PaCom, Indonesia Recommit to Shared Security Interests
By Donna Miles
American Forces Press Service
JAKARTA, Indonesia, April 11, 2008 The top U.S. officer in the Pacific met today with Indonesian President Bambang Yudoyono to reaffirm the U.S. commitment to the region and applaud Indonesia’s role in maritime security, peacekeeping and other security initiatives.
Navy Adm. Timothy J. Keating, commander of U.S. Pacific Command, answers questions from members of the press in Jakarta, Indonesia, April, 11, 2008. This is Keating’s second visit to the country as commander of Pacific Command. U.S. Navy photo by Petty Officer 2nd Class Elisia V. Gonzales
(Click photo for screen-resolution image);high-resolution image available.
Navy Adm. Timothy J. Keating, commander of U.S. Pacific Command, wrapped up his two-day visit here praising Indonesia’s role in promoting maritime security in the strategic Straits of Malacca.
During a joint news conference with Yudoyono, Keating noted the close cooperation among Indonesia, Malaysia, Singapore and the Philippines that is improving their collective maritime domain awareness and law enforcement capabilities. This cooperation, Keating said, is paying off through enhanced security in the busy Malacca Straits, a transit point comparable to the Suez and Panama canals in terms of ship traffic.
Keating said he congratulated Yudoyono on the Indonesian Defense Force’s peacekeeping operations around the world, and urged a closer military-to-military relationship so both countries’ armed forces are better prepared to work together to promote their shared security interests.
Citing violent extremism as the greatest threat to the region, Keating said he and Yudoyono pledged to promote information and intelligence sharing, military and law enforcement engagement, and “whatever else is required” to prevent terrorists from operating here.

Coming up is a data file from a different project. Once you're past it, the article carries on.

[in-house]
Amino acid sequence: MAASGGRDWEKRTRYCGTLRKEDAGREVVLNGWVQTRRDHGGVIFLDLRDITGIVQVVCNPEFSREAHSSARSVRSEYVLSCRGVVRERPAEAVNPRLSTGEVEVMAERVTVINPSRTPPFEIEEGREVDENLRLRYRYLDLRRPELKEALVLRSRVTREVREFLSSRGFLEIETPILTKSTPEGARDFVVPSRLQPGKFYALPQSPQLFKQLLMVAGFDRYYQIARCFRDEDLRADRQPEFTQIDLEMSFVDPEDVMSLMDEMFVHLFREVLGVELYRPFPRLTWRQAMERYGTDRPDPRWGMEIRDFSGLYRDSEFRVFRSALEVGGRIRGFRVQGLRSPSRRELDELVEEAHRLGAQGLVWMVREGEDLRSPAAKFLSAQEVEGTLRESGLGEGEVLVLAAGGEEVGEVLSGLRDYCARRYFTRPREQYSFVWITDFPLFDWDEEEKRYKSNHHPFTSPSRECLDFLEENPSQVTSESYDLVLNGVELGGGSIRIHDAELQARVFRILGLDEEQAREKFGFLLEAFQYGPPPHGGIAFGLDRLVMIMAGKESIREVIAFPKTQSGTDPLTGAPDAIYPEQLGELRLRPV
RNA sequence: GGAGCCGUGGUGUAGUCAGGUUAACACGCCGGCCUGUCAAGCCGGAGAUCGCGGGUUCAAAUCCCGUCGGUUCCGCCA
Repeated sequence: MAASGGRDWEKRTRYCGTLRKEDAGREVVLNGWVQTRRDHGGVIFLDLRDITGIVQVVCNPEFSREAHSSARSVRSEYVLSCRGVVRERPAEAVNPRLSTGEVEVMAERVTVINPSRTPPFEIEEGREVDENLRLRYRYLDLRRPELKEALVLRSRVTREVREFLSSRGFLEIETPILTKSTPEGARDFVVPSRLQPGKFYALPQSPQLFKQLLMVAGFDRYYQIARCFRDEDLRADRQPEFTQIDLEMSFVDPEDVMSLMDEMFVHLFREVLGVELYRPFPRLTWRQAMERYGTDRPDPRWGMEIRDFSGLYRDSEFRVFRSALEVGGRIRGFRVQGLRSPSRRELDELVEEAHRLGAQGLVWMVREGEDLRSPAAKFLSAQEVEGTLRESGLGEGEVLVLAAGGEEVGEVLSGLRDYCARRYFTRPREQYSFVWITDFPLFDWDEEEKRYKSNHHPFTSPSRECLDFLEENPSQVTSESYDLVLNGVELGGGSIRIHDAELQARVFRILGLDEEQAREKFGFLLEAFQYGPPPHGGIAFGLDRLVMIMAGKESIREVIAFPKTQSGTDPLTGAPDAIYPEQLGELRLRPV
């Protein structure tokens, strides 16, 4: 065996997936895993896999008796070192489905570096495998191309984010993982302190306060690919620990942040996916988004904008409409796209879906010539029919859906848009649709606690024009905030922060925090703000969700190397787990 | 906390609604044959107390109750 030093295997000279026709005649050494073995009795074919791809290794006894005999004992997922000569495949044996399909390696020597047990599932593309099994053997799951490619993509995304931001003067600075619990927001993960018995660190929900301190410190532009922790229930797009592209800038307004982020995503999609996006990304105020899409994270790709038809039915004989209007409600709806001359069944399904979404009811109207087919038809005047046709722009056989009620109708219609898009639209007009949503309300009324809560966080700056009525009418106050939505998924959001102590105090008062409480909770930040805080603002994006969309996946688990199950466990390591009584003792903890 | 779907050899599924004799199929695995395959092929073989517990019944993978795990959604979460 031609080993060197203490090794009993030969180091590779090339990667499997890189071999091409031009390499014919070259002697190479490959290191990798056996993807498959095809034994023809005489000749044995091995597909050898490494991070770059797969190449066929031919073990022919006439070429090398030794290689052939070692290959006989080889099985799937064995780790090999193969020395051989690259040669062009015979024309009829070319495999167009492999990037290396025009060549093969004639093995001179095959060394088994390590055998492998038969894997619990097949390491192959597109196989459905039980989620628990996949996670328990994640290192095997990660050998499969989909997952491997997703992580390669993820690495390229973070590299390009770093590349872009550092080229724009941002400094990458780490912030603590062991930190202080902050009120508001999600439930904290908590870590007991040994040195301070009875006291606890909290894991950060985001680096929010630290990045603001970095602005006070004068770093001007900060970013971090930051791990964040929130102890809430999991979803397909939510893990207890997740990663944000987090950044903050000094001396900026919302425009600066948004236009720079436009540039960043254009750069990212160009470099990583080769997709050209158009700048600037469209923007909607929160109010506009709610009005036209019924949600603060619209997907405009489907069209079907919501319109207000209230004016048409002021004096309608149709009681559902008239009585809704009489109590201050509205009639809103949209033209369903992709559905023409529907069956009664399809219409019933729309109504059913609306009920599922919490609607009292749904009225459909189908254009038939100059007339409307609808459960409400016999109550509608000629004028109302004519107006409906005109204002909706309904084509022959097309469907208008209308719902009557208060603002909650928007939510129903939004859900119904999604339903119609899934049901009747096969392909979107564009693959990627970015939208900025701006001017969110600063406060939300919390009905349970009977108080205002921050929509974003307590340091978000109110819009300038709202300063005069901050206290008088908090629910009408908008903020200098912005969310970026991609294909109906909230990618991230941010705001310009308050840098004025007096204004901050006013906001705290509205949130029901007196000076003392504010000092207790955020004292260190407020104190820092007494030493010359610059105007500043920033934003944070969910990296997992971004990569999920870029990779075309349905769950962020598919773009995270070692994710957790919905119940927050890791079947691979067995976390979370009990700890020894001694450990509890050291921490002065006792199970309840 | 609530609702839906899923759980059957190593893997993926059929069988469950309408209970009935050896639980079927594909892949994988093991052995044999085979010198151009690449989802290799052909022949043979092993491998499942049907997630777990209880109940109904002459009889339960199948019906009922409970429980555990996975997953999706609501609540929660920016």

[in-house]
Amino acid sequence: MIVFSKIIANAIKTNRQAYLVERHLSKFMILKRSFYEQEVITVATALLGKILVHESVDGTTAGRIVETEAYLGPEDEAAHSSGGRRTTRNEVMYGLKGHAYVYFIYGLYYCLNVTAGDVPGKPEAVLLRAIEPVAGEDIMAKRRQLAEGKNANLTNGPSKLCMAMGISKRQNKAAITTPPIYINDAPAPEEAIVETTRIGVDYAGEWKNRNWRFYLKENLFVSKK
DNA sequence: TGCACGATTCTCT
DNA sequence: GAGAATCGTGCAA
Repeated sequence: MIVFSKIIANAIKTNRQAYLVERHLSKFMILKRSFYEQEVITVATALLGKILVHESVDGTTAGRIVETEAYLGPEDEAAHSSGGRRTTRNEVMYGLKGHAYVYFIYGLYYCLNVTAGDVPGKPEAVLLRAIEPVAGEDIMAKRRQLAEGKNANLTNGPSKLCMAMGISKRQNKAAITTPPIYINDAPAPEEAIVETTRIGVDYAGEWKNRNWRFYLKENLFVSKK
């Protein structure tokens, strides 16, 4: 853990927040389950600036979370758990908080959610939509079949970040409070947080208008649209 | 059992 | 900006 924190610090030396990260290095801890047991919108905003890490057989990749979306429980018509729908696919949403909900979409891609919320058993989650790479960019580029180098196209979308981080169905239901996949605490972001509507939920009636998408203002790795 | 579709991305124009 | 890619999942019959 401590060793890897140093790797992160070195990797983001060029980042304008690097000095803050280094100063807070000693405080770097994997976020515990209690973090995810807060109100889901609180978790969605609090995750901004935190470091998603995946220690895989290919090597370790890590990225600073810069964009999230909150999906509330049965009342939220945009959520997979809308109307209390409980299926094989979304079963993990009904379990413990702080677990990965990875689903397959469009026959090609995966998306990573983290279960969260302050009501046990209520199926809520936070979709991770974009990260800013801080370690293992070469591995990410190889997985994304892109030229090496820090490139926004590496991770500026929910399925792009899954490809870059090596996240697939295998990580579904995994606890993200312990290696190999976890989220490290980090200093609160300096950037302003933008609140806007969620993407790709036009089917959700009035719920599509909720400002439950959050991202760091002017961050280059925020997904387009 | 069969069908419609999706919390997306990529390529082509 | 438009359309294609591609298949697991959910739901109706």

“We want to make it very difficult for those committed to violent extremism to move in Indonesia or anywhere in our area of responsibility for which I am in charge,” he said.
Echoing sentiments expressed yesterday during his meetings with Indonesian Defense Minister Juwono Sudarsono and Gen. Djoko Santoso, chief of defense, Keating encouraged greater military-to-military engagement through exercises, leadership development programs, and more personnel exchanges.
Yudoyono, who has attended several U.S. military schools through the U.S. International Military Education and Training Program, supported the idea and told Keating he welcomes the opportunity for troops to learn from each other.
Yudoyono expressed particular interest in cooperating in humanitarian assistance and disaster response preparedness -- a key focus here after a magnitude 9.1 underwater earthquake in December 2004 caused a tsunami that leveled much of Indonesia’s Aceh province.
Keating assured Indonesian leaders yesterday that PaCom will continue helping Indonesia develop disaster response plans to ensure it’s ready to jump into action should disaster strike.
As today’s news conference concluded, Keating reaffirmed his great respect for the Indonesian armed forces and said he looks forward to building on the strong bonds that already exist between the Indonesian and U.S. militaries.
The upcoming Indonesia-U.S. Security Dialog, scheduled for next week in Washington, is expected to be the next major step in that direction.